Zoe A, Impington Village College
Salt to the Sea
Where do I start? Salt to the Sea was, undoubtedly, my very favourite Carnegie book.
Unlike many novels based on World War II, it is inspired by historical events which are rarely mentioned otherwise. I loved how the author set the story during the war between Russia and Germany, particularly because the reader finds it very difficult to 'choose a side' as such; you hear about both countries committing endless offences and appalling crimes against the human race.
It is heart-breaking to read about the four main characters having to adjust to their new lives, which have been sculpted by the effect the war has. I found it simultaneously fascinating and mortifying to read that the 'single greatest tragedy in maritime history' is practically unheard of. While many thousands lost their lives, Hitler chose to cover the casualties up, supposedly so the Russians didn't know that their enemies were weakening.
At the beginning of the book, it was difficult to switch between perspectives of the different characters, but I adjusted very quickly. It was intriguing to hear about the same situation from different voices, and it really brought the book together. The way the author portrayed 'Alfie' really made me, as a reader, loathe him in a different way to how I hated other 'villains' as such. I hated him so passionately mainly because he was a downright coward: his opinions weren't any different to the opinions of his country's leader's. On the other hand, I loved to read about Florian, despite his untrustworthy presence- I think it showed true friendship how he kept returning to Emilia, Joana, and the rest of the characters in their 'group'.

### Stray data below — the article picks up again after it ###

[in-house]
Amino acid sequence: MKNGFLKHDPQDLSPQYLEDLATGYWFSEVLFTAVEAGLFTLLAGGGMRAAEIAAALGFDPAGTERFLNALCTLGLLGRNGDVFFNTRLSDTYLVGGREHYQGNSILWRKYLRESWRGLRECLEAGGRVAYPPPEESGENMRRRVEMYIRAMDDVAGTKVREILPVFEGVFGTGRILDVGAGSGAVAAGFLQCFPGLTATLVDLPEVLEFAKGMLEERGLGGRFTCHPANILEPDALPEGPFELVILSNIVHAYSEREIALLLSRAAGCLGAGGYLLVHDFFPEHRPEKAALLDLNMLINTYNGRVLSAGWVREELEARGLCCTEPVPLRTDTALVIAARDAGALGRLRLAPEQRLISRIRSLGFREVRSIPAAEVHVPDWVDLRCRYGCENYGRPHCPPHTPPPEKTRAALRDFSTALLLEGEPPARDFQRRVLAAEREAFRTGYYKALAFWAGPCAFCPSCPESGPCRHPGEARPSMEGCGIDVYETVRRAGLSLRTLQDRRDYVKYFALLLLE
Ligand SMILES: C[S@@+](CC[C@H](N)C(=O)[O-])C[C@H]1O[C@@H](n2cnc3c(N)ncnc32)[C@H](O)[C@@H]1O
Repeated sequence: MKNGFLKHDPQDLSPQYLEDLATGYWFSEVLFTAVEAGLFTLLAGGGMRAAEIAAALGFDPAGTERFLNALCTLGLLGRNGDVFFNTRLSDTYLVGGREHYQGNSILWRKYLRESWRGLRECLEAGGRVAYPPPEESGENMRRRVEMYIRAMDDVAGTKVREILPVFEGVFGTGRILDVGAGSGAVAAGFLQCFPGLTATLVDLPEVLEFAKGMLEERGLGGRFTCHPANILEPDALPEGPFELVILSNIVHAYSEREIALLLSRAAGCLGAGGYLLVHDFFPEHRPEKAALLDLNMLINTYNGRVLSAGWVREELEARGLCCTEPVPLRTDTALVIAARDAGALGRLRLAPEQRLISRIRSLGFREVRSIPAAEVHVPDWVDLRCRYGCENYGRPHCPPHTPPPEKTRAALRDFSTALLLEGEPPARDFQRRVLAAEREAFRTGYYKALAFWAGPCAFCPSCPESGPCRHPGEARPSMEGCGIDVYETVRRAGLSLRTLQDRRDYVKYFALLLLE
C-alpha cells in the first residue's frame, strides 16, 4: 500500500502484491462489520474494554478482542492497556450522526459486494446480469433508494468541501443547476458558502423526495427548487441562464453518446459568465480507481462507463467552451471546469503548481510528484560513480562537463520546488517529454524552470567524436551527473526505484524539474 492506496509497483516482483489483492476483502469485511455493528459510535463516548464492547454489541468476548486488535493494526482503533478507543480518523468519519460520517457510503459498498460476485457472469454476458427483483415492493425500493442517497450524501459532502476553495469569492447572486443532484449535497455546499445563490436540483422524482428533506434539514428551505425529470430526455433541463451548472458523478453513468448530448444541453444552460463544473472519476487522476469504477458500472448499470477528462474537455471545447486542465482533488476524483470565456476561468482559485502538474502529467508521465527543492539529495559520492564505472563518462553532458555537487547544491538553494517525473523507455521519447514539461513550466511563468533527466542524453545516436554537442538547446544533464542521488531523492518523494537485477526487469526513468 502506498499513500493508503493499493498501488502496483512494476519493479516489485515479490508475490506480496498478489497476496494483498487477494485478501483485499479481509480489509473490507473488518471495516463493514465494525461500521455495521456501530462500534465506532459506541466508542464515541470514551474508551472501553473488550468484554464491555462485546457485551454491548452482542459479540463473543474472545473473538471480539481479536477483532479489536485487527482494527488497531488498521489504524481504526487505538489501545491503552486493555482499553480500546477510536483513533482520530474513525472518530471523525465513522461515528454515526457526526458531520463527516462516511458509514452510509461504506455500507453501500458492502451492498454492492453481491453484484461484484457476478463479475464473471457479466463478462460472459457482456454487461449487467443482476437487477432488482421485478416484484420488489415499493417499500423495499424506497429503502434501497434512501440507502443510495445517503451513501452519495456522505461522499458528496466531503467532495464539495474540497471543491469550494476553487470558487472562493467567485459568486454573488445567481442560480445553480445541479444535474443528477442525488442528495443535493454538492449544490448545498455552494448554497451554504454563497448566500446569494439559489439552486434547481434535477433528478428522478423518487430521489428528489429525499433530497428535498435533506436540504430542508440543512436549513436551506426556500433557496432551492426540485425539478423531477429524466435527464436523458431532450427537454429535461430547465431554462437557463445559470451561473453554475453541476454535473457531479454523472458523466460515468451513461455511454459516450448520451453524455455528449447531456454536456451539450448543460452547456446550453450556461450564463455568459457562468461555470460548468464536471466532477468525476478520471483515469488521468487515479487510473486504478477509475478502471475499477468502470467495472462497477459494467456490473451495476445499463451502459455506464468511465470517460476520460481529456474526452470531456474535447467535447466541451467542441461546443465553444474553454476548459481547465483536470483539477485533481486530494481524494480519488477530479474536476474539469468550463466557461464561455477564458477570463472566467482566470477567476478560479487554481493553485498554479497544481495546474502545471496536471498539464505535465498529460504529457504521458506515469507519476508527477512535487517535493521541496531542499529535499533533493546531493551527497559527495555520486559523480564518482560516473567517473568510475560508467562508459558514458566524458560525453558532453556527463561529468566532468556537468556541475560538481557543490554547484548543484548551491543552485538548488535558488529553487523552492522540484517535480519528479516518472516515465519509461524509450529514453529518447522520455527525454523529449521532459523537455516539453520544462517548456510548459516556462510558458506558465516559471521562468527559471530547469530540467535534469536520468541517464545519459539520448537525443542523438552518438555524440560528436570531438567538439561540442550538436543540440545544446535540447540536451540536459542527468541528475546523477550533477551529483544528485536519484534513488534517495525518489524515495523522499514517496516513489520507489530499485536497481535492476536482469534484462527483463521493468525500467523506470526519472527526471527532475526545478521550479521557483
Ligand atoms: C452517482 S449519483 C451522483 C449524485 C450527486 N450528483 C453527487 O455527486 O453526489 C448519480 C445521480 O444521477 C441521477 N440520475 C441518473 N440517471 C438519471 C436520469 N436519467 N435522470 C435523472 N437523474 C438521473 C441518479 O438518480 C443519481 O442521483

I think the element about this novel that really sold itself to me was the language. The bare-faced emotion of the book was just heart-rending, and I loved how the author chose to hide each characters' inner emotion from the reader until further into the book. I definitely think that Salt to the Sea deserves to win the Carnegie.
Posted on: 18th June 2017 at 10:11 pm
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